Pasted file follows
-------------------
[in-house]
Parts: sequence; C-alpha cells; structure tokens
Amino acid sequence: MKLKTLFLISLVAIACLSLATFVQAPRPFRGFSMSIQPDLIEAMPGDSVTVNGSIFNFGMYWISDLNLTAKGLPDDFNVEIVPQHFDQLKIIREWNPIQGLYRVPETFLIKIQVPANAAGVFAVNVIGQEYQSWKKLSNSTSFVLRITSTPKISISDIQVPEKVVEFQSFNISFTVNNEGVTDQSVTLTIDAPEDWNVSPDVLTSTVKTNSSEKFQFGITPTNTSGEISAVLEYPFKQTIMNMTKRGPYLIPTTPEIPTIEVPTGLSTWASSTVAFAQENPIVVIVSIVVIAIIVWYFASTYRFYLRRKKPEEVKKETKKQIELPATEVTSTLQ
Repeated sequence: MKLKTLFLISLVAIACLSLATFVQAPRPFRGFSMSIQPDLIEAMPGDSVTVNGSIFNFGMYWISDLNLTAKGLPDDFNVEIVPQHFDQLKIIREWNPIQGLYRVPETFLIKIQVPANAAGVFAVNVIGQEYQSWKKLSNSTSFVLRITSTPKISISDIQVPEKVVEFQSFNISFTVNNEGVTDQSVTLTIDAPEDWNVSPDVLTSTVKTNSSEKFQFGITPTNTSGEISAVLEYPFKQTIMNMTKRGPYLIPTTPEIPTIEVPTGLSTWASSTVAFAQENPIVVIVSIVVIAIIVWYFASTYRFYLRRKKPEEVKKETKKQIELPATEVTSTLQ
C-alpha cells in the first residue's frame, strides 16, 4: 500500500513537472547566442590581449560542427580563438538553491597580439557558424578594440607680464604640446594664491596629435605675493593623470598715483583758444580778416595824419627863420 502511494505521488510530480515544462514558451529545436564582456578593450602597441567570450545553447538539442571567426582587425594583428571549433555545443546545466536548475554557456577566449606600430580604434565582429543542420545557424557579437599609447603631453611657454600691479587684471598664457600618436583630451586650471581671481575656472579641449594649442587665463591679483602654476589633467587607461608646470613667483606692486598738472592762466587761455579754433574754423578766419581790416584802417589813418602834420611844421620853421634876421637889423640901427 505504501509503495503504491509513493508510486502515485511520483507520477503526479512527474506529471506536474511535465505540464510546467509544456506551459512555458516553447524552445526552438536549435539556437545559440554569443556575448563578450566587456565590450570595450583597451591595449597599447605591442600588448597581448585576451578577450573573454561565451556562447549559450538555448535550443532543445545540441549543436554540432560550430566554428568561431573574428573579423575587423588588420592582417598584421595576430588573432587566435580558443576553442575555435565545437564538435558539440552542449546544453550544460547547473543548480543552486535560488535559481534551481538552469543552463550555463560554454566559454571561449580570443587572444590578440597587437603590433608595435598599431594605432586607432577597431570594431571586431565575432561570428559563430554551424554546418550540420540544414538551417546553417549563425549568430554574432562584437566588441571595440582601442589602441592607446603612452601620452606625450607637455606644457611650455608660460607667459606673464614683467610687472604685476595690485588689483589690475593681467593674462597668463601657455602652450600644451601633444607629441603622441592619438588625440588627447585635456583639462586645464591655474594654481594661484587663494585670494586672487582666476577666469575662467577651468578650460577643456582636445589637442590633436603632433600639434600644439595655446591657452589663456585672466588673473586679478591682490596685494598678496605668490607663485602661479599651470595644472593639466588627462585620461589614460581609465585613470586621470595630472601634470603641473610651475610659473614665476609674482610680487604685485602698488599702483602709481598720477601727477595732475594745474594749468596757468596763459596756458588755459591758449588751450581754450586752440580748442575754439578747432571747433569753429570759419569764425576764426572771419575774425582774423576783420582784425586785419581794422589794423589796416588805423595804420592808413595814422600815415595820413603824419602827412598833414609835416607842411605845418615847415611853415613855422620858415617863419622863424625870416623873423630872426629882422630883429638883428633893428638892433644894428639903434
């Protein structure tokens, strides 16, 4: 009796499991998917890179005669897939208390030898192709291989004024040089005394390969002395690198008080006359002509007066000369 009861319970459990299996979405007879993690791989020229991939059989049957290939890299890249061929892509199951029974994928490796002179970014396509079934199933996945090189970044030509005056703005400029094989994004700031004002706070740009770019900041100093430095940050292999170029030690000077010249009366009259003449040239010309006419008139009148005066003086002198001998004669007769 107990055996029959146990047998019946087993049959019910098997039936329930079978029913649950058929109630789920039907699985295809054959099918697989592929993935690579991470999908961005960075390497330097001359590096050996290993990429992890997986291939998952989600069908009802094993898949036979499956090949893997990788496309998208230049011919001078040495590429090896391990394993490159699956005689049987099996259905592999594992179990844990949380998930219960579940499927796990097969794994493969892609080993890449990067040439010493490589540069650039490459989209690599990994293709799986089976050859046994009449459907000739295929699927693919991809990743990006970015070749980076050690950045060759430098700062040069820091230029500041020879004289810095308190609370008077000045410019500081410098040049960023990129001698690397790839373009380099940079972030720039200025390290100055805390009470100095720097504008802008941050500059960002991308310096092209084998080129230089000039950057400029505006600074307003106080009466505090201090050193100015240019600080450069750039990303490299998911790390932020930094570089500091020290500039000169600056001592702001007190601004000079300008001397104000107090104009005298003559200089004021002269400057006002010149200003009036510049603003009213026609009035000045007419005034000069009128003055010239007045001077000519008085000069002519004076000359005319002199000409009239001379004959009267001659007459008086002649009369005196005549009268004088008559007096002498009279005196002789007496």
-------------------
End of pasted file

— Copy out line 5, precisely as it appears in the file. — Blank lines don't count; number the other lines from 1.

C-alpha cells in the first residue's frame, strides 16, 4: 500500500513537472547566442590581449560542427580563438538553491597580439557558424578594440607680464604640446594664491596629435605675493593623470598715483583758444580778416595824419627863420 502511494505521488510530480515544462514558451529545436564582456578593450602597441567570450545553447538539442571567426582587425594583428571549433555545443546545466536548475554557456577566449606600430580604434565582429543542420545557424557579437599609447603631453611657454600691479587684471598664457600618436583630451586650471581671481575656472579641449594649442587665463591679483602654476589633467587607461608646470613667483606692486598738472592762466587761455579754433574754423578766419581790416584802417589813418602834420611844421620853421634876421637889423640901427 505504501509503495503504491509513493508510486502515485511520483507520477503526479512527474506529471506536474511535465505540464510546467509544456506551459512555458516553447524552445526552438536549435539556437545559440554569443556575448563578450566587456565590450570595450583597451591595449597599447605591442600588448597581448585576451578577450573573454561565451556562447549559450538555448535550443532543445545540441549543436554540432560550430566554428568561431573574428573579423575587423588588420592582417598584421595576430588573432587566435580558443576553442575555435565545437564538435558539440552542449546544453550544460547547473543548480543552486535560488535559481534551481538552469543552463550555463560554454566559454571561449580570443587572444590578440597587437603590433608595435598599431594605432586607432577597431570594431571586431565575432561570428559563430554551424554546418550540420540544414538551417546553417549563425549568430554574432562584437566588441571595440582601442589602441592607446603612452601620452606625450607637455606644457611650455608660460607667459606673464614683467610687472604685476595690485588689483589690475593681467593674462597668463601657455602652450600644451601633444607629441603622441592619438588625440588627447585635456583639462586645464591655474594654481594661484587663494585670494586672487582666476577666469575662467577651468578650460577643456582636445589637442590633436603632433600639434600644439595655446591657452589663456585672466588673473586679478591682490596685494598678496605668490607663485602661479599651470595644472593639466588627462585620461589614460581609465585613470586621470595630472601634470603641473610651475610659473614665476609674482610680487604685485602698488599702483602709481598720477601727477595732475594745474594749468596757468596763459596756458588755459591758449588751450581754450586752440580748442575754439578747432571747433569753429570759419569764425576764426572771419575774425582774423576783420582784425586785419581794422589794423589796416588805423595804420592808413595814422600815415595820413603824419602827412598833414609835416607842411605845418615847415611853415613855422620858415617863419622863424625870416623873423630872426629882422630883429638883428633893428638892433644894428639903434